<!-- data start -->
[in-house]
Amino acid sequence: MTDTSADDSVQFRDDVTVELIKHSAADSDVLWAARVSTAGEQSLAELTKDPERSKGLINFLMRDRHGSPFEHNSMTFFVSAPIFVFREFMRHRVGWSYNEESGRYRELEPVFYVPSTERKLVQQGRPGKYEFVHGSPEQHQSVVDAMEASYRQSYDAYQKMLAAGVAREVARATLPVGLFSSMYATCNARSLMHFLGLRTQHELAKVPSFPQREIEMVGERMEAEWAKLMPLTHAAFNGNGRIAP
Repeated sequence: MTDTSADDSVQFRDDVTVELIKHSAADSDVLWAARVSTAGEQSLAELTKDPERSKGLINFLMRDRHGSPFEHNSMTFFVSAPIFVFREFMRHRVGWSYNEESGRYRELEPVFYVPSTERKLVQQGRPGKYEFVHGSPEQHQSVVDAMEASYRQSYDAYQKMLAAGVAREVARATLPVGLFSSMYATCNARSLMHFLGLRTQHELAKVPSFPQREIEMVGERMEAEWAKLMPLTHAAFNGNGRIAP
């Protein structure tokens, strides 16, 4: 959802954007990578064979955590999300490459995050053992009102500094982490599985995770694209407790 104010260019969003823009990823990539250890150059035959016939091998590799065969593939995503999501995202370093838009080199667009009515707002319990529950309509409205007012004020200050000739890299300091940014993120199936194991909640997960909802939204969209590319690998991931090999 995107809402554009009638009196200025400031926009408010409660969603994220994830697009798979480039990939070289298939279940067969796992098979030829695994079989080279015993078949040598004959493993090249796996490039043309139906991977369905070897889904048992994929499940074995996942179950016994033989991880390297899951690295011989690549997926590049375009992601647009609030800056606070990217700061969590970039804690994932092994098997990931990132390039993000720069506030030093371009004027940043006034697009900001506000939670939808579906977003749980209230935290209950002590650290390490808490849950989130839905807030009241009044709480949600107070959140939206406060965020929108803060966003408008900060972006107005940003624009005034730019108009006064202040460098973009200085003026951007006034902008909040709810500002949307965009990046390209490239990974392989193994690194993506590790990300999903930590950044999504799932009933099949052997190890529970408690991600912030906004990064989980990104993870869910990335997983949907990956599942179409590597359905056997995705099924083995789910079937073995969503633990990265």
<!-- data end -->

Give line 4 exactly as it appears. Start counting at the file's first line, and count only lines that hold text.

């Protein structure tokens, strides 16, 4: 959802954007990578064979955590999300490459995050053992009102500094982490599985995770694209407790 104010260019969003823009990823990539250890150059035959016939091998590799065969593939995503999501995202370093838009080199667009009515707002319990529950309509409205007012004020200050000739890299300091940014993120199936194991909640997960909802939204969209590319690998991931090999 995107809402554009009638009196200025400031926009408010409660969603994220994830697009798979480039990939070289298939279940067969796992098979030829695994079989080279015993078949040598004959493993090249796996490039043309139906991977369905070897889904048992994929499940074995996942179950016994033989991880390297899951690295011989690549997926590049375009992601647009609030800056606070990217700061969590970039804690994932092994098997990931990132390039993000720069506030030093371009004027940043006034697009900001506000939670939808579906977003749980209230935290209950002590650290390490808490849950989130839905807030009241009044709480949600107070959140939206406060965020929108803060966003408008900060972006107005940003624009005034730019108009006064202040460098973009200085003026951007006034902008909040709810500002949307965009990046390209490239990974392989193994690194993506590790990300999903930590950044999504799932009933099949052997190890529970408690991600912030906004990064989980990104993870869910990335997983949907990956599942179409590597359905056997995705099924083995789910079937073995969503633990990265």